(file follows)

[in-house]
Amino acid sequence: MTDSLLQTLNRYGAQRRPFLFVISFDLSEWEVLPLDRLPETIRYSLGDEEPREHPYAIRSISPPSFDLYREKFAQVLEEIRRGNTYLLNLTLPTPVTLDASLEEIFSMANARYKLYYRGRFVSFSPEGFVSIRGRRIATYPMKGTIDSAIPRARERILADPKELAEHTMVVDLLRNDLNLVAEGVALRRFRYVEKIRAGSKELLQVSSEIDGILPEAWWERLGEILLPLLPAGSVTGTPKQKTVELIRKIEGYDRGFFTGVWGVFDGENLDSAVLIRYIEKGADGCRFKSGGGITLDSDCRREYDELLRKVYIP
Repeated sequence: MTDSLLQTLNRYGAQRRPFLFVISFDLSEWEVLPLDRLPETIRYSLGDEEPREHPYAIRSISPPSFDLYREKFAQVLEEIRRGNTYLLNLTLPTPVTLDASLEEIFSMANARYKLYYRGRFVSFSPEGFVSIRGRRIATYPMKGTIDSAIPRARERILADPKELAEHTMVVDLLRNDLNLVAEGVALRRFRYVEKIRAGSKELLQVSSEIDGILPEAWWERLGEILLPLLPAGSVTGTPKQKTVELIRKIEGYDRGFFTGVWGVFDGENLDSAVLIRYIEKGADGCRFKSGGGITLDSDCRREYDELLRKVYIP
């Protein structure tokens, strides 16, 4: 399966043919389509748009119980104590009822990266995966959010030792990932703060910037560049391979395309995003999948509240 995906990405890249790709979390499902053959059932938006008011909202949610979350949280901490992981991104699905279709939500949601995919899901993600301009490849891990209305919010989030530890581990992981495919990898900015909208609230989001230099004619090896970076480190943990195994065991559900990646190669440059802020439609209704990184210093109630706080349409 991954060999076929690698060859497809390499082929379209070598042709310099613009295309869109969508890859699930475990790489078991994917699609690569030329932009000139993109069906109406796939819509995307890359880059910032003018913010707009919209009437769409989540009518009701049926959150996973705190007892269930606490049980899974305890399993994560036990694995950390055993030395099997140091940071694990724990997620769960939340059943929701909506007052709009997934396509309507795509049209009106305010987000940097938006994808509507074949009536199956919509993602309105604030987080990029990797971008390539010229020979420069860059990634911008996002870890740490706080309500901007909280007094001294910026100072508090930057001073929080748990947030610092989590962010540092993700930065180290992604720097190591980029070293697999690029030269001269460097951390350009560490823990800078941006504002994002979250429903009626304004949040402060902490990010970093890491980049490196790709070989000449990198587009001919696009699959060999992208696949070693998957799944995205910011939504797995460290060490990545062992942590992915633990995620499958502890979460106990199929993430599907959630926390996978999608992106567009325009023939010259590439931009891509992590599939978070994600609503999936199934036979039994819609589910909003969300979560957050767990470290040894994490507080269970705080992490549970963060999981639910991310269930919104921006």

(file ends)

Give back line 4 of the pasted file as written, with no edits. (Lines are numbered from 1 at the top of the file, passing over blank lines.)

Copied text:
């Protein structure tokens, strides 16, 4: 399966043919389509748009119980104590009822990266995966959010030792990932703060910037560049391979395309995003999948509240 995906990405890249790709979390499902053959059932938006008011909202949610979350949280901490992981991104699905279709939500949601995919899901993600301009490849891990209305919010989030530890581990992981495919990898900015909208609230989001230099004619090896970076480190943990195994065991559900990646190669440059802020439609209704990184210093109630706080349409 991954060999076929690698060859497809390499082929379209070598042709310099613009295309869109969508890859699930475990790489078991994917699609690569030329932009000139993109069906109406796939819509995307890359880059910032003018913010707009919209009437769409989540009518009701049926959150996973705190007892269930606490049980899974305890399993994560036990694995950390055993030395099997140091940071694990724990997620769960939340059943929701909506007052709009997934396509309507795509049209009106305010987000940097938006994808509507074949009536199956919509993602309105604030987080990029990797971008390539010229020979420069860059990634911008996002870890740490706080309500901007909280007094001294910026100072508090930057001073929080748990947030610092989590962010540092993700930065180290992604720097190591980029070293697999690029030269001269460097951390350009560490823990800078941006504002994002979250429903009626304004949040402060902490990010970093890491980049490196790709070989000449990198587009001919696009699959060999992208696949070693998957799944995205910011939504797995460290060490990545062992942590992915633990995620499958502890979460106990199929993430599907959630926390996978999608992106567009325009023939010259590439931009891509992590599939978070994600609503999936199934036979039994819609589910909003969300979560957050767990470290040894994490507080269970705080992490549970963060999981639910991310269930919104921006």